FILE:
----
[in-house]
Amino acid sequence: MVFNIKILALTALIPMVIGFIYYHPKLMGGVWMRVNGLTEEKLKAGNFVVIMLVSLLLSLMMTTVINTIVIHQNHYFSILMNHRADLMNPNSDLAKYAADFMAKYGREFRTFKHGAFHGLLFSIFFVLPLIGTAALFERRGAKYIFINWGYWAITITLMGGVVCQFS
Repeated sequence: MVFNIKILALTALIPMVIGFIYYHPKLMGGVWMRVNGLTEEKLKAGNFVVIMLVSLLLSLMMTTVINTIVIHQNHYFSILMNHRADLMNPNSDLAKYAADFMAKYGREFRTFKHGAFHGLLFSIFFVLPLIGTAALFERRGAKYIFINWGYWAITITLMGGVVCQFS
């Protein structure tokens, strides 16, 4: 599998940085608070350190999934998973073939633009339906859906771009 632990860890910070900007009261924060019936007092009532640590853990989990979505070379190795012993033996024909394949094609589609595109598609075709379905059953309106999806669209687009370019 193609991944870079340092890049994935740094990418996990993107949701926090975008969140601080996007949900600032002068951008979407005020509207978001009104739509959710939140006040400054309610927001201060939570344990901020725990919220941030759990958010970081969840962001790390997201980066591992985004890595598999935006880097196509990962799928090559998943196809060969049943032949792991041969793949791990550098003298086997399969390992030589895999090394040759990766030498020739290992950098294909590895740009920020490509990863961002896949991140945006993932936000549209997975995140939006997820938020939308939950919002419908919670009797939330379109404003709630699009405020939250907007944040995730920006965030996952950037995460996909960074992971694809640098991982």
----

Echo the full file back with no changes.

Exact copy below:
[in-house]
Amino acid sequence: MVFNIKILALTALIPMVIGFIYYHPKLMGGVWMRVNGLTEEKLKAGNFVVIMLVSLLLSLMMTTVINTIVIHQNHYFSILMNHRADLMNPNSDLAKYAADFMAKYGREFRTFKHGAFHGLLFSIFFVLPLIGTAALFERRGAKYIFINWGYWAITITLMGGVVCQFS
Repeated sequence: MVFNIKILALTALIPMVIGFIYYHPKLMGGVWMRVNGLTEEKLKAGNFVVIMLVSLLLSLMMTTVINTIVIHQNHYFSILMNHRADLMNPNSDLAKYAADFMAKYGREFRTFKHGAFHGLLFSIFFVLPLIGTAALFERRGAKYIFINWGYWAITITLMGGVVCQFS
């Protein structure tokens, strides 16, 4: 599998940085608070350190999934998973073939633009339906859906771009 632990860890910070900007009261924060019936007092009532640590853990989990979505070379190795012993033996024909394949094609589609595109598609075709379905059953309106999806669209687009370019 193609991944870079340092890049994935740094990418996990993107949701926090975008969140601080996007949900600032002068951008979407005020509207978001009104739509959710939140006040400054309610927001201060939570344990901020725990919220941030759990958010970081969840962001790390997201980066591992985004890595598999935006880097196509990962799928090559998943196809060969049943032949792991041969793949791990550098003298086997399969390992030589895999090394040759990766030498020739290992950098294909590895740009920020490509990863961002896949991140945006993932936000549209997975995140939006997820938020939308939950919002419908919670009797939330379109404003709630699009405020939250907007944040995730920006965030996952950037995460996909960074992971694809640098991982």